Why Europe could prove Google’s undoing Bobbie Johnson, The Guardian
Google Hit With Antitrust Investigation in Europe Mashable
Why The Big Smile, Mr. Ballmer? Google Been Slapped With an Antitrust Probe in Europe? All Things Digital

Joseph Menn

In what may be the first of many such formal disclosures, Intel included an unusual admission in its annual 10k filing to the SEC on Tuesday: It had been subjected to a “sophisticated incident” of computer hacking that might have been an act of “industrial or other espionage”.

The top semiconductor manufacturer said that the incident in question occurred last month, around the same time Google made a startling and more detailed announcement along similar lines. Intel spokesman Chuck Mulloy said there was no definitive link between the attempt to break into Intel and the spying campaign that targeted Google and as many as 30 other technology companies, including Adobe and Symantec. Read more

Richard Waters

It looks like Microsoft has won a significant victory in its ongoing campaign to exert its claims over some of the key intellectual property in the Linux open source operating system.

Late on Monday, it announced a patent cross-licensing deal with Amazon. Among other things, this will cover the e-commerce company’s use of Linux in its servers. That is a big deal: given Amazon’s ambitions to become one of the biggest operators of public computing “clouds”, this amounts to a major endorsement of Microsoft’s claims over some of the core IP in Linux.

There is a caveat, though: the announcement was short on detail. And that is sure to bring accusations that the software company is once again using FUD to scare other Linux users into submission. Read more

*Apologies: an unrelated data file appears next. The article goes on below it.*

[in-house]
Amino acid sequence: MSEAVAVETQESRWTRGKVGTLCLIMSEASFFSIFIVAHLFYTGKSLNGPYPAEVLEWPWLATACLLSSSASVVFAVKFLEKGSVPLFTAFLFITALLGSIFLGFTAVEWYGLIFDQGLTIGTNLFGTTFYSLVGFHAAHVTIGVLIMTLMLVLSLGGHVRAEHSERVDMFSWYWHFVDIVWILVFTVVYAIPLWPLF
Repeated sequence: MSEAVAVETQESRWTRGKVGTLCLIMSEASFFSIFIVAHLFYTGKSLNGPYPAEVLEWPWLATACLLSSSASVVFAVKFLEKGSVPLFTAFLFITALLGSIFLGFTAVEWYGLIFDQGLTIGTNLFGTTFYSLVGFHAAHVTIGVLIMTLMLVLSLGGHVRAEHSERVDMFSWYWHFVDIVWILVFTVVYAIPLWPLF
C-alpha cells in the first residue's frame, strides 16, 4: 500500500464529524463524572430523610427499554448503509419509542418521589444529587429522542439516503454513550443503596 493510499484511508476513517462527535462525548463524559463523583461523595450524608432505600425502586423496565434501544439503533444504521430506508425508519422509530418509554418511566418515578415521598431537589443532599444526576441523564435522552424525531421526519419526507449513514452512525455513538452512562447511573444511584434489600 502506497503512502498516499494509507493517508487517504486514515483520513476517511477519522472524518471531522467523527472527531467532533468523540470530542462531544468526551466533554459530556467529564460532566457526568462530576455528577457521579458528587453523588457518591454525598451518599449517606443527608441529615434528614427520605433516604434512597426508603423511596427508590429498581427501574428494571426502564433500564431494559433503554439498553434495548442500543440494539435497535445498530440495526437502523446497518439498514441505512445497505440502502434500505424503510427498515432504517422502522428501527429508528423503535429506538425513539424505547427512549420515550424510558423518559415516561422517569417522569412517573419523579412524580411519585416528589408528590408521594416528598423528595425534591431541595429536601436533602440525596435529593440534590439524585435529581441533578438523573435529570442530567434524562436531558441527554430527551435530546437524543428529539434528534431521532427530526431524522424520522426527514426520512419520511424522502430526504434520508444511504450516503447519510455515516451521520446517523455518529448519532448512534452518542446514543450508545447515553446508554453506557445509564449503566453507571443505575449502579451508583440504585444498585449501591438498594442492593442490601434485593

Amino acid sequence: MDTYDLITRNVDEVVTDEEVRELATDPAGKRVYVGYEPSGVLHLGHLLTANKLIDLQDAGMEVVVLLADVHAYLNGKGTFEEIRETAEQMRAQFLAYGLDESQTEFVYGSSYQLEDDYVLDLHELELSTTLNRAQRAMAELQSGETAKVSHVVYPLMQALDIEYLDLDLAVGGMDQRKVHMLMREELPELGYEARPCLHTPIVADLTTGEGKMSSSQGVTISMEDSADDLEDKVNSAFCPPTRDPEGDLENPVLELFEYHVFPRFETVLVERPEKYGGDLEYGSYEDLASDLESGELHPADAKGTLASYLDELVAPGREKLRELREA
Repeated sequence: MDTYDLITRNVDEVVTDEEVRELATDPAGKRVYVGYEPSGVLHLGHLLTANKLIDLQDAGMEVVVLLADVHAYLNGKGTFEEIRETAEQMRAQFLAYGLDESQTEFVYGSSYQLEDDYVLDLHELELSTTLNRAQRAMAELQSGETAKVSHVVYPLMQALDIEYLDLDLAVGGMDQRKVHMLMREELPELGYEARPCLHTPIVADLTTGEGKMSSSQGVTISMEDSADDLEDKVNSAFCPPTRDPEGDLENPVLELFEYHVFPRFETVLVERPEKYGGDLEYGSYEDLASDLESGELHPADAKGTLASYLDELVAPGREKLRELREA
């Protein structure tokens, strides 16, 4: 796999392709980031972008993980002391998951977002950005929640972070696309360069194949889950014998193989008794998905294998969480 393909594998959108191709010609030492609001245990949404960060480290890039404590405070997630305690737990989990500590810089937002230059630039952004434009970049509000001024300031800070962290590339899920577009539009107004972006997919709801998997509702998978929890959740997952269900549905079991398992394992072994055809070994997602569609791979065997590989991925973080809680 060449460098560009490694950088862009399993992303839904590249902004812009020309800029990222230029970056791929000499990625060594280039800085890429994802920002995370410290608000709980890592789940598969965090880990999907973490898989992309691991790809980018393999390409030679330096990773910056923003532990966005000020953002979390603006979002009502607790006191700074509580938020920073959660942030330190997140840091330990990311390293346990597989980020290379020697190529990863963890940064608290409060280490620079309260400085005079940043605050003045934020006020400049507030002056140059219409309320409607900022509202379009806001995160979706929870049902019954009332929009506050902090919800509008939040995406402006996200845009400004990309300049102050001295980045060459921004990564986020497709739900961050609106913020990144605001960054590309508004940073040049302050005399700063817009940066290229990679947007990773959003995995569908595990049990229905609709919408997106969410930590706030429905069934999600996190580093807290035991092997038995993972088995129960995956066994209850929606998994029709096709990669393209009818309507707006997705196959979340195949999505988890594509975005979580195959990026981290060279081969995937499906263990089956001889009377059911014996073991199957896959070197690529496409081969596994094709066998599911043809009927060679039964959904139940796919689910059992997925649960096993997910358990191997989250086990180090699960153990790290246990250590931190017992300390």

Paul Taylor

In the latest Personal Technology section of Business Life, we look at ultra-thin but powerful laptops:

“Sony’s Vaio line of Windows-based laptops has always managed to combine elegant design with equal measures of fun and business functionality, and the new Z Series VPCZ114GX/S is no exception. Read more

Chris Nuttall

In the Great Depression, people went to the movies to lighten their mood. In the recession of 2009, they bought a flat-screen TV.

It was a smaller one than they would have liked, but it was cheaper and they could still watch movies, sports and Desperate Housewives in high definition.

This led to sales of 211m TVs globally in 2009, defying all predictions at its outset, according to year-end reports from the DisplaySearch and iSuppli research firms. Read more

An editorial in Tuesday’s Financial Times says China’s policy towards technology companies shows it knows how to tilt markets to its advantage – to the disadvantage of others.

Whereas national security once required controls on what technology could be exported, today it increasingly requires a critical look at what is imported. If the world converges to the standards China requires, computers everywhere risk being at the mercy of its willingness to refrain from cyberattacks. A recent infiltration of Google’s systems, allegedly with Beijing’s involvement, puts that willingness very much in doubt.

 Read more

David Gelles

The Lower Merion School District is not going to get off with just a slap on the wrist.

Last week it was revealed that the suburban Philadelphia school district had installed security software that allowed it to activate the webcams on laptops distributed to 2,300 students, no matter if they were in class or at home.

The programme was made public when a 15-year-old student and his parents filed a class action lawsuit against the district, accusing it of violating multiple state and federal laws, and the Fourth Amendment.